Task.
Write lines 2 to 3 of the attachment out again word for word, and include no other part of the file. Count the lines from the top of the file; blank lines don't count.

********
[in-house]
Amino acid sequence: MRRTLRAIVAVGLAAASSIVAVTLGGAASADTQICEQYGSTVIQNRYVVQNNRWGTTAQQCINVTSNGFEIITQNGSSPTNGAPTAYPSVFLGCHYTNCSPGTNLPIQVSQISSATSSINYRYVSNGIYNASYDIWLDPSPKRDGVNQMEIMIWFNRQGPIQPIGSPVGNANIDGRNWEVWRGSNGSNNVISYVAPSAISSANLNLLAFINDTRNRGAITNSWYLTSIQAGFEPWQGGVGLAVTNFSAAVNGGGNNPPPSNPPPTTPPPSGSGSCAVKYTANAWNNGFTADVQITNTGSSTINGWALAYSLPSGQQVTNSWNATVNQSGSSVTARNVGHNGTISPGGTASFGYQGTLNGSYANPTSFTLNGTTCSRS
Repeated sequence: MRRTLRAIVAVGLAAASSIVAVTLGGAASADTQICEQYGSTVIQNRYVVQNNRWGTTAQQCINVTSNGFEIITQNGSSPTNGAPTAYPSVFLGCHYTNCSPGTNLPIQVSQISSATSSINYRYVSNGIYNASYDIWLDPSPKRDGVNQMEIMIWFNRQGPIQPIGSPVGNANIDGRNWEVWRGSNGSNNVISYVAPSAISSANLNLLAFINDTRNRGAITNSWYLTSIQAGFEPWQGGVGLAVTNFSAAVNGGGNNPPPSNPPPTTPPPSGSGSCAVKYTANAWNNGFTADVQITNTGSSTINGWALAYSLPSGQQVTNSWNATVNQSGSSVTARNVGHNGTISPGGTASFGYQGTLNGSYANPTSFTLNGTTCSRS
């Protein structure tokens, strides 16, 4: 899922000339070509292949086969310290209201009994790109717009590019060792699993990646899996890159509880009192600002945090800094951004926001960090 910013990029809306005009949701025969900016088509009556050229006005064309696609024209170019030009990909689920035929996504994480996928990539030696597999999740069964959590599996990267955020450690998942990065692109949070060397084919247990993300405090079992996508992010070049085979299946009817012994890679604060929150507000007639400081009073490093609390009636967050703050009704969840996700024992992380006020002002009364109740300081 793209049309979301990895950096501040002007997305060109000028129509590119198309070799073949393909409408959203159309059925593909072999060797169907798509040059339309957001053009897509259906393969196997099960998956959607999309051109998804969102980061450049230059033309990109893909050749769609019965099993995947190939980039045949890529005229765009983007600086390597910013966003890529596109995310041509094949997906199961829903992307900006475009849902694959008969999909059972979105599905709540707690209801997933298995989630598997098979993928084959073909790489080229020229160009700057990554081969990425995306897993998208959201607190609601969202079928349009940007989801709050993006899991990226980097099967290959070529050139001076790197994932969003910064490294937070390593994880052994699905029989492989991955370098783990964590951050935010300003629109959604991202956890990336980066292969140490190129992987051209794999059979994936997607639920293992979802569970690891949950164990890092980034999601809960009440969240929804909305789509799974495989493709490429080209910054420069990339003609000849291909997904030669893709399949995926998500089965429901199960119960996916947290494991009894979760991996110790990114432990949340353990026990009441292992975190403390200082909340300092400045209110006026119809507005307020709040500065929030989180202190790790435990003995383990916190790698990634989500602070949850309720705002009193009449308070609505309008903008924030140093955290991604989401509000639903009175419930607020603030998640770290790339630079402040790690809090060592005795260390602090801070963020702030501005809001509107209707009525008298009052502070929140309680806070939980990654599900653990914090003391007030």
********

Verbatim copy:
Amino acid sequence: MRRTLRAIVAVGLAAASSIVAVTLGGAASADTQICEQYGSTVIQNRYVVQNNRWGTTAQQCINVTSNGFEIITQNGSSPTNGAPTAYPSVFLGCHYTNCSPGTNLPIQVSQISSATSSINYRYVSNGIYNASYDIWLDPSPKRDGVNQMEIMIWFNRQGPIQPIGSPVGNANIDGRNWEVWRGSNGSNNVISYVAPSAISSANLNLLAFINDTRNRGAITNSWYLTSIQAGFEPWQGGVGLAVTNFSAAVNGGGNNPPPSNPPPTTPPPSGSGSCAVKYTANAWNNGFTADVQITNTGSSTINGWALAYSLPSGQQVTNSWNATVNQSGSSVTARNVGHNGTISPGGTASFGYQGTLNGSYANPTSFTLNGTTCSRS
Repeated sequence: MRRTLRAIVAVGLAAASSIVAVTLGGAASADTQICEQYGSTVIQNRYVVQNNRWGTTAQQCINVTSNGFEIITQNGSSPTNGAPTAYPSVFLGCHYTNCSPGTNLPIQVSQISSATSSINYRYVSNGIYNASYDIWLDPSPKRDGVNQMEIMIWFNRQGPIQPIGSPVGNANIDGRNWEVWRGSNGSNNVISYVAPSAISSANLNLLAFINDTRNRGAITNSWYLTSIQAGFEPWQGGVGLAVTNFSAAVNGGGNNPPPSNPPPTTPPPSGSGSCAVKYTANAWNNGFTADVQITNTGSSTINGWALAYSLPSGQQVTNSWNATVNQSGSSVTARNVGHNGTISPGGTASFGYQGTLNGSYANPTSFTLNGTTCSRS